The U.S. Supreme Court has reversed itself and agreed to hear the appeals of detainees held at the U.S. facility at Guantanamo Bay, Cuba. As VOA correspondent Gary Thomas reports, legal scholars say it is a highly unusual move for the country's highest court.
On the last day of its current session, the Supreme Court changed its mind about two cases involving detainees in government custody. After denying earlier appeals by the Guantanamo detainees in April, the court said it will hear arguments in its next term about whether inmates whom the government deems to be enemy combatants have the right to challenge their detention in a U.S. court.
There is some difference among legal scholars about exactly when the last time such a reversal occurred in the Supreme Court, but there is general agreement that it was about 40 years ago.
Eric Freedman, a law professor at Hofstra University and a legal advisor for the detainees, says the turnabout is a major victory for the Guantanamo inmates.
"It's a huge step forward for the detainees, and a serious, serious setback for the government's efforts to do anything except allow the independent judicial review which is at the bedrock of the separation of powers," said Freedman.
National Security Council spokesman Gordon Johndroe said the Bush administration does not believe any legal review of its detainee procedures is necessary, but added that it is confident about its legal position.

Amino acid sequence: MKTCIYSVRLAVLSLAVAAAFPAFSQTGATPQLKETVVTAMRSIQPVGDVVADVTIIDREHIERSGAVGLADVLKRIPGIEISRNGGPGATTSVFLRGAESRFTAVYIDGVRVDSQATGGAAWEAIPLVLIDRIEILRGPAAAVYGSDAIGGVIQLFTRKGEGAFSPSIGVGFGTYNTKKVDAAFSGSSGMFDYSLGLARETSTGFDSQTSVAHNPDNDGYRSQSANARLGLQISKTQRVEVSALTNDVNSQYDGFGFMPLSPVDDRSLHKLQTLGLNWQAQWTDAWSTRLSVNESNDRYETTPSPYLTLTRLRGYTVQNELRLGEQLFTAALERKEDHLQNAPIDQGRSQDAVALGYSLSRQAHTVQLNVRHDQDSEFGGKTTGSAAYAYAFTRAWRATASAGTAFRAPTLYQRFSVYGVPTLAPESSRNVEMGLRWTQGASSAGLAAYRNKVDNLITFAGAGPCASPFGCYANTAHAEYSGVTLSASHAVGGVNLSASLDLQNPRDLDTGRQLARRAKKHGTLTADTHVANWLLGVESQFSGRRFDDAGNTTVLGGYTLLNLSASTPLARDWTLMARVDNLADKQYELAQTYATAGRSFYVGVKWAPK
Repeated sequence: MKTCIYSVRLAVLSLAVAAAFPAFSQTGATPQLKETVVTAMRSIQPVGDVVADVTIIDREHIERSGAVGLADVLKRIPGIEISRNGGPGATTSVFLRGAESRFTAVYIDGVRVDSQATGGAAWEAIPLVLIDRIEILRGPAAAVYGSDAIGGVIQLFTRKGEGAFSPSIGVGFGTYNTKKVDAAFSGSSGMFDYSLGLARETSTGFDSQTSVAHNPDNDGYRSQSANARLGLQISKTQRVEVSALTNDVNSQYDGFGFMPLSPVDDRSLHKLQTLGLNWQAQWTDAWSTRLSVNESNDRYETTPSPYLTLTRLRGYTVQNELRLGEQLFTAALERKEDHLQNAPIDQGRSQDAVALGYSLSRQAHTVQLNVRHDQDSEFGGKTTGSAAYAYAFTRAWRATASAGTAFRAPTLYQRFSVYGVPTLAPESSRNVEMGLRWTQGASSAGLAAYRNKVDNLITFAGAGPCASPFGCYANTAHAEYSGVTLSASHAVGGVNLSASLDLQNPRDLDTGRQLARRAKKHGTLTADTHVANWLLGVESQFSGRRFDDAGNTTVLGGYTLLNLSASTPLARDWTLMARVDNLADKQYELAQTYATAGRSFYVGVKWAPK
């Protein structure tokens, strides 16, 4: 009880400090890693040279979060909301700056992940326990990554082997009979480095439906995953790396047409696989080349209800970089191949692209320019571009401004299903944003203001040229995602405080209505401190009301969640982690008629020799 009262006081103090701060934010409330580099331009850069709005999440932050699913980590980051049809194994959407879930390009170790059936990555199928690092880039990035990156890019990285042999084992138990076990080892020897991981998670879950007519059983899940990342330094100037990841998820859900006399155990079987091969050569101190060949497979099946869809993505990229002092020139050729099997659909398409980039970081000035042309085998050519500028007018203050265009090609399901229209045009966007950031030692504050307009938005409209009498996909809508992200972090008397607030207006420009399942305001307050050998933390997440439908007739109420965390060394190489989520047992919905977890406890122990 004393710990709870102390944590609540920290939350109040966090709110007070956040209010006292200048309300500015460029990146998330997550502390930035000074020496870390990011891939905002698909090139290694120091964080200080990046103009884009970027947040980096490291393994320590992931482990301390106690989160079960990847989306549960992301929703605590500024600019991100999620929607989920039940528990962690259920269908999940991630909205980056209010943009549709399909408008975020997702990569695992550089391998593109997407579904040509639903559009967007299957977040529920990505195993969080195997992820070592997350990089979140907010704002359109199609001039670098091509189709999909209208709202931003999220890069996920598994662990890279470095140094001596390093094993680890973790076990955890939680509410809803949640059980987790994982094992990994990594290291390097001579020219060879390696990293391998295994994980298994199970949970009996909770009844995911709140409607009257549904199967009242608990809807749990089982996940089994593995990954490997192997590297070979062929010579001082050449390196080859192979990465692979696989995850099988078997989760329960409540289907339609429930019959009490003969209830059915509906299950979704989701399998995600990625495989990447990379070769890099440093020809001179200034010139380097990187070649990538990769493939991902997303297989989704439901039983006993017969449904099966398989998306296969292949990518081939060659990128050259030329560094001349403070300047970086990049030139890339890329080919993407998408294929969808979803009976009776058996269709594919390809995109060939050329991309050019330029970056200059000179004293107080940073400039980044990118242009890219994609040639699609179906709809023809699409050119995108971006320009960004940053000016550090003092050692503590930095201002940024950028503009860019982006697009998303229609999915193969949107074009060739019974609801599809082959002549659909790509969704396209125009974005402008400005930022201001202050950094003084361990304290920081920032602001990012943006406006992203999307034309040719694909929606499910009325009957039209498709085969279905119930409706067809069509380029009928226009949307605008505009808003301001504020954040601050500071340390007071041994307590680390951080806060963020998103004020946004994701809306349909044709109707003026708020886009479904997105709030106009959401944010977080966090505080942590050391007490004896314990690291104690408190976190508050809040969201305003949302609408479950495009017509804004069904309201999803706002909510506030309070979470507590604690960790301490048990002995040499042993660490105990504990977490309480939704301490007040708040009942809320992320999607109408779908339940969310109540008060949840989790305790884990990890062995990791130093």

But even conservative legal scholars say the court decision to take the cases does not bode well for the administration's detainee policies.
David Rivkin, a former Justice Department official in the Reagan and first Bush administrations, calls the court action unfortunate. He noted that it takes only four of the nine justices to deny a hearing before the high court, but five to order a rehearing as it did Friday.
"It tells me that four justices for certain, and possibly five justices, entertain some questions about the propriety and legal sufficiency of the Military Commissions Act, which is of course the key underlying legislation passed last November that governs all aspects of detention and prosecution of unlawful enemy combatants," he said.
The detainees seek the right to challenge their detention in a federal court. The Bush administration says they are enemy combatants and therefore not entitled to such rights. At the administration's urging, Congress last year passed the law denying them that legal avenue and setting up military commissions to try detainees.
Eric Freedman says the government must explain to a civilian court why it is holding people in detention indefinitely.
"It is simply inimical to our Constitution that our government can throw somebody into a prison, announce that they are a national security threat, and not explain to a court the factual and legal basis why they're doing that," he said.
David Rivkin is gloomy about the Supreme Court's about-face, but adds he does not believe the court will totally abandon the military commission system.
"The courts are not going to cleanly kill the system," said Rivkin. "I do not believe that at any point in time the courts are going to come out and say, the laws of war paradigm does not apply, these people are not enemy combatants, you've got to let them go. At least the Supreme Court is most unlikely to do that because, frankly, even they understand how insane that would be."
The cases will be heard sometime after the next court term begins in October.